Managers who mediate : exploring perceptions of managerial mediation : a thesis presented in partial fulfilment of the Masters in Business Studies, Massey University, Palmerston North

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Massey University
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Managers worldwide are increasingly expected to take on conflict management responsibilities, and to use early interventions such as informal mediation to address interpersonal conflicts which arise in the workplace in order to prevent them from escalating (Arnold, 2007; Khan, 2012; O’Donnell, 2009; Poitras, Hill, Hamel, & Pelletier, 2015; Teague & Roche, 2012; WorkSafe, 2017). Previous studies have examined this facet of the managerial role from the perspective of employees who have had disputes mediated by their direct supervisor (Poitras et al., 2015), and from the perspective of senior managers and human resource (HR) personnel (Teague & Roche, 2012). While it is acknowledged that the manager-mediator role is a complex one, little is known about how managers themselves perceive their role as informal mediators, nor about how they navigate its complexities. This qualitative study draws on semi-structured interviews with eleven nurse manager-mediators in order to explore their perceptions of managerial mediation. Specifically, the study sought to find out what skills they consider important for effective managerial mediation, and how their managerial role influences their ability to conduct this aspect of their responsibilities. Thematic analysis was used to analyse the interviews. The findings of this study highlight an important link between management style and mediation skills, indicating that collaborative, people-centred management approaches create an environment in which managerial mediation can take place. In addition, the findings indicate that importance specific mediation skills are essential for conducting effective managerial mediation. In exploring how the role of the manager influences the ability to conduct managerial mediation, the study illuminates the central role of trust in fostering employees’ perception of fairness during managerial mediation processes. Furthermore, the study emphasises the overarching role played by organisational policies and values in encouraging and supporting managerial mediation. In light of these findings, the study recommends that managers require training in specific management and communication skills, as well as in mediation skills, if they are to be able to undertake informal managerial mediation processes. It also recommends that managerial mediation needs to be seen as part of a conflict management system which is supported by senior management and HR personnel, as well as by organisational policies and values.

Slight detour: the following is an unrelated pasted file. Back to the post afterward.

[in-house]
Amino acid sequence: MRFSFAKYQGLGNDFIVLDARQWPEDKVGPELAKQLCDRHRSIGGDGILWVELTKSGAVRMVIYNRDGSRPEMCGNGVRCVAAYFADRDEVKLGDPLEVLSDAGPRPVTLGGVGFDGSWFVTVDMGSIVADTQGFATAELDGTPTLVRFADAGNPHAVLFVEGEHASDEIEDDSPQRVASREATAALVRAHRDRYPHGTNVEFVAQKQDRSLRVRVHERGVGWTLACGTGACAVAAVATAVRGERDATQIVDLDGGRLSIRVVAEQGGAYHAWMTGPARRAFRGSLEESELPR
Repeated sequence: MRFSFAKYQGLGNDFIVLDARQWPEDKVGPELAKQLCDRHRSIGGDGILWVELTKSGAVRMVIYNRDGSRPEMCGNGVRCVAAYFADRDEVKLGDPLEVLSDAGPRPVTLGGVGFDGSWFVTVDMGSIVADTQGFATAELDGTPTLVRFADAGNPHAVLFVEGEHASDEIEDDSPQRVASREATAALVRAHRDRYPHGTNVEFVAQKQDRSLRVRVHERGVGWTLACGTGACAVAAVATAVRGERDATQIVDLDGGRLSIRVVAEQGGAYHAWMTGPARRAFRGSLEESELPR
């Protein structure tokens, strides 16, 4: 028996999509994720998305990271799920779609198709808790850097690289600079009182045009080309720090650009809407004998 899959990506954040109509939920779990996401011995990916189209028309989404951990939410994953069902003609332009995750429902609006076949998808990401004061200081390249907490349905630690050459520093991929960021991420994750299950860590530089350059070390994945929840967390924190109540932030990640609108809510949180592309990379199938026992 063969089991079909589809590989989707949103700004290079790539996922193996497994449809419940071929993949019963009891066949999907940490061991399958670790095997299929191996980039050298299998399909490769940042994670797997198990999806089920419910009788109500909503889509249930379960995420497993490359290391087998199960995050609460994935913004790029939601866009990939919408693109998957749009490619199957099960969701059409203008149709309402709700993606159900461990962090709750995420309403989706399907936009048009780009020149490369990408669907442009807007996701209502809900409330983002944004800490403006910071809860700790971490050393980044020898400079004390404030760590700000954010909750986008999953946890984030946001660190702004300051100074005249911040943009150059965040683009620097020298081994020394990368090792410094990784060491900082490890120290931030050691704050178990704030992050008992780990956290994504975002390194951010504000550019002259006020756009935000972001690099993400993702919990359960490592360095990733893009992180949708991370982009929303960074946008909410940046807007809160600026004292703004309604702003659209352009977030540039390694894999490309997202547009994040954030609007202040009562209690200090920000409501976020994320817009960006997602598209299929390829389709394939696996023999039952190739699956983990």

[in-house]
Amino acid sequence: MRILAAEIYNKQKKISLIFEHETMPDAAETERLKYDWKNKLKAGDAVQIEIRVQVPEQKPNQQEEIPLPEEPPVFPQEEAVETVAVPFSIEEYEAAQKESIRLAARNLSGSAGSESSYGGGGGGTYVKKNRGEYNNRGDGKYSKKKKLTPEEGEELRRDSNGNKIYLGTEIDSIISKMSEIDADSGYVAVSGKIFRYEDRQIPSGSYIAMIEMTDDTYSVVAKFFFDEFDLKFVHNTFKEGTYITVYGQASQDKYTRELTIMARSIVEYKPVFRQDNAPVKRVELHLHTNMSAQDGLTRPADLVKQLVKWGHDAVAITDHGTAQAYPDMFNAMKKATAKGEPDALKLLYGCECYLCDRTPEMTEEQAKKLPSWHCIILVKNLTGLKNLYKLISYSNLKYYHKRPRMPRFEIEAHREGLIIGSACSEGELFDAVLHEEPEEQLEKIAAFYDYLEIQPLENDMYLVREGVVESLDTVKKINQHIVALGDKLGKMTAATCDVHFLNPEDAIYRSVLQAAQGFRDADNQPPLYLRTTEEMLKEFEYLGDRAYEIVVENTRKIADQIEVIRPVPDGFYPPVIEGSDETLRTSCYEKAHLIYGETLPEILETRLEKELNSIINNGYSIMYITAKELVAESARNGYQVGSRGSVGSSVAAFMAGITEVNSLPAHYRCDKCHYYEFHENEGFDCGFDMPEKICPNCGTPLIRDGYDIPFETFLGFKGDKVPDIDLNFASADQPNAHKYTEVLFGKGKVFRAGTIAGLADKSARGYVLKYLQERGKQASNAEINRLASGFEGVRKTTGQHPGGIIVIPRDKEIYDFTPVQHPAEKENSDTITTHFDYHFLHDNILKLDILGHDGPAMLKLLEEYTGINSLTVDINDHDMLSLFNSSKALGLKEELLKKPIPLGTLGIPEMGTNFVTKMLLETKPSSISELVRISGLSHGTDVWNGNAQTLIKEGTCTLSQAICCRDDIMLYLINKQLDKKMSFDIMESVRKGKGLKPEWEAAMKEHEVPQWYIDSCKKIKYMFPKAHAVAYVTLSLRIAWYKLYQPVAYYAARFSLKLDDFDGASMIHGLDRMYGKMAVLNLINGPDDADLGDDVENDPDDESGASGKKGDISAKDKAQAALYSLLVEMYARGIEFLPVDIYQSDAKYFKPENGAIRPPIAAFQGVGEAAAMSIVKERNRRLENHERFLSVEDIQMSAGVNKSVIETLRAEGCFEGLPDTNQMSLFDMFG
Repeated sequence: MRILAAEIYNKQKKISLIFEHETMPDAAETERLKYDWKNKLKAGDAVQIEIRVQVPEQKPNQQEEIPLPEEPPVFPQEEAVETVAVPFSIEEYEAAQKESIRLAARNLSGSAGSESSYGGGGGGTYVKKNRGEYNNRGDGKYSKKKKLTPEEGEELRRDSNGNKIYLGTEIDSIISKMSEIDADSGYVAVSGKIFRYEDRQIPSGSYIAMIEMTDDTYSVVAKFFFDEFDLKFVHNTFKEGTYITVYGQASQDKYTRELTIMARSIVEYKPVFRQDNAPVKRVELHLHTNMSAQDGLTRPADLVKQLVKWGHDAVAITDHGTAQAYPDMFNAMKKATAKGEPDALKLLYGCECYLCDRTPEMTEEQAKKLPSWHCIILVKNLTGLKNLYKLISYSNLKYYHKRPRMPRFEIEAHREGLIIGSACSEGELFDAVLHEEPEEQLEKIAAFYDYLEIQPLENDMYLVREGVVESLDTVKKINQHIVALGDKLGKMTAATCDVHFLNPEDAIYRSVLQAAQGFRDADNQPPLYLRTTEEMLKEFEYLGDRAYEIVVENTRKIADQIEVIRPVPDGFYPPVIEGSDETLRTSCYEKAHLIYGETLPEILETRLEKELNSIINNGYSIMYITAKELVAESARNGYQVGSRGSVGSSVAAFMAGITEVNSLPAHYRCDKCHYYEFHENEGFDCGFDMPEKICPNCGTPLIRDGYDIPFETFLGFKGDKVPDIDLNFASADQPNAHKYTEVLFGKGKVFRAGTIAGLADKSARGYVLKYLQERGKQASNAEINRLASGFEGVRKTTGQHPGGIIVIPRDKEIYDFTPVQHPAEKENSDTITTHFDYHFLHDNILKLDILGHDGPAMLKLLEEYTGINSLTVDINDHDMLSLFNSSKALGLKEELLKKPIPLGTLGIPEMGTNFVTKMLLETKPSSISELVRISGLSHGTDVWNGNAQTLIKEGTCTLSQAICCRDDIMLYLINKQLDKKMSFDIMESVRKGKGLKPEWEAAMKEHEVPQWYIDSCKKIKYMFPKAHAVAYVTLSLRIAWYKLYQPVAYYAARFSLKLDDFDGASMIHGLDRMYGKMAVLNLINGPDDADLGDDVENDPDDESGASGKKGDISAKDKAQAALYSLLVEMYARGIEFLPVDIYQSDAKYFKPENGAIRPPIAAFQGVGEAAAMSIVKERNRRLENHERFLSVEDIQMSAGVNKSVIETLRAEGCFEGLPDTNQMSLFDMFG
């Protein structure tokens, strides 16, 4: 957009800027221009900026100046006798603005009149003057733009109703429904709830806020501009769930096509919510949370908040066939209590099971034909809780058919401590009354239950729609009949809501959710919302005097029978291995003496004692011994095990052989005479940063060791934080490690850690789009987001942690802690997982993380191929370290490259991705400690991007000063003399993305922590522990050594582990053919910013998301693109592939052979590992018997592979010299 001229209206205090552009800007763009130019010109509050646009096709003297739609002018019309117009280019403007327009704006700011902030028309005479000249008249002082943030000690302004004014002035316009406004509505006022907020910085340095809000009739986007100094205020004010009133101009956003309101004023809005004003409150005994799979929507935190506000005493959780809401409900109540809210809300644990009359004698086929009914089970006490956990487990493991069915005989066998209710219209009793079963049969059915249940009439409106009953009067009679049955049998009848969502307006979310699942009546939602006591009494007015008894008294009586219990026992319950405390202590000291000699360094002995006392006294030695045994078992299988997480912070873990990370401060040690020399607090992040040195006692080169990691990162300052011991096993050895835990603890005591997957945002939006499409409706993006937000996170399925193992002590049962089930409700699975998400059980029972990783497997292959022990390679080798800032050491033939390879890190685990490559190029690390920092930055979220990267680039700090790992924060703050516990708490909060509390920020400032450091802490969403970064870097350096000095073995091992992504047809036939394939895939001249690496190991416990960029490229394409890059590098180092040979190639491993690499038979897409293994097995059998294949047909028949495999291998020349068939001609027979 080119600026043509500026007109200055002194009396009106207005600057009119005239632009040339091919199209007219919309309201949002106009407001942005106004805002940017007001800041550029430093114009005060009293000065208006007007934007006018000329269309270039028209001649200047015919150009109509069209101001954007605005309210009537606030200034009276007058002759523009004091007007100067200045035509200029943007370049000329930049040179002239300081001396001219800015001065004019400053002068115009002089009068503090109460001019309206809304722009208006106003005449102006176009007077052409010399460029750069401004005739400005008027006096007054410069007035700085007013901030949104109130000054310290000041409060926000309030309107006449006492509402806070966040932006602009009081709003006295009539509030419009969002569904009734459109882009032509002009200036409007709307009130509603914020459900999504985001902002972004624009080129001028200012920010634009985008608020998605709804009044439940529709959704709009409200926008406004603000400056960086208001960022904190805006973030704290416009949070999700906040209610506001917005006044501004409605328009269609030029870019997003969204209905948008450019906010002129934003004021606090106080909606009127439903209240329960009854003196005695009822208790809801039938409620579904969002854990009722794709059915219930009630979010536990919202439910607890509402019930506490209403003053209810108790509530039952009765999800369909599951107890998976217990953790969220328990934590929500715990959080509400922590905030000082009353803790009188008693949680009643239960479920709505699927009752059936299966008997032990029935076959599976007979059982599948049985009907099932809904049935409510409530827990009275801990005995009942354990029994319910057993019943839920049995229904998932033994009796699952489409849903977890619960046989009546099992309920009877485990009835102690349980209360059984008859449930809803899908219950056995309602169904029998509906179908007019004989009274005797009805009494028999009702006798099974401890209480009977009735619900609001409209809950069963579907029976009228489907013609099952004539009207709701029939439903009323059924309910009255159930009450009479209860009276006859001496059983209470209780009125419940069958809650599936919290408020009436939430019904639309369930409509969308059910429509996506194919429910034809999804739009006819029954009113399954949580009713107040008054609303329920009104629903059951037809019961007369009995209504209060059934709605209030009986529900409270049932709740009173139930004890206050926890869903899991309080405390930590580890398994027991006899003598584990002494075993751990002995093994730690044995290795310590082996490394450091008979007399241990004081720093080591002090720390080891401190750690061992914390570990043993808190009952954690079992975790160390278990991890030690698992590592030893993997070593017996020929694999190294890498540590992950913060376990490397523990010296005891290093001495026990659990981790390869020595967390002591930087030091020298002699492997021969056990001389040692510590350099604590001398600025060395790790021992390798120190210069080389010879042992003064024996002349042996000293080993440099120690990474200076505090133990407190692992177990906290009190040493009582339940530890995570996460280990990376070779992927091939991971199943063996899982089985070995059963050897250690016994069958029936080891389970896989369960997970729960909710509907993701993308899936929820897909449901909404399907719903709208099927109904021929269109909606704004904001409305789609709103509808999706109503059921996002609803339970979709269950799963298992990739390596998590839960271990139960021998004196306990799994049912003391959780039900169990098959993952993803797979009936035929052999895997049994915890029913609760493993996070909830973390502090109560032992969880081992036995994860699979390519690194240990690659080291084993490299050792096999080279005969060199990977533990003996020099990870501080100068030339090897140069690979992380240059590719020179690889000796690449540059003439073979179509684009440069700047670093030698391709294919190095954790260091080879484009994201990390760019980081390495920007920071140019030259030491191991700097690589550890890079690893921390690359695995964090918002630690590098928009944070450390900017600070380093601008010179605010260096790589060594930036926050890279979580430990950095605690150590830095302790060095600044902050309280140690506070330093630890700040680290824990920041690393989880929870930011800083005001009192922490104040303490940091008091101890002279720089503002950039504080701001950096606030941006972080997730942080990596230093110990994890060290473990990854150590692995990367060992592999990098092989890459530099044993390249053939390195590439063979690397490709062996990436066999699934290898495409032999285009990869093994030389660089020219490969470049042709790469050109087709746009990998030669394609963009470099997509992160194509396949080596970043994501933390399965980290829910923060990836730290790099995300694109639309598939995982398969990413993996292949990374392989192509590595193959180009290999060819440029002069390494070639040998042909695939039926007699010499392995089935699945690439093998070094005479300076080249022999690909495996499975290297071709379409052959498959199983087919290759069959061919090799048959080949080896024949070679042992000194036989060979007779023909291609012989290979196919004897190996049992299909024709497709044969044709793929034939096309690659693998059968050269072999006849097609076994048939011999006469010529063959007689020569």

Conflict management, Mediation, New Zealand, Nurse administrators, Attitudes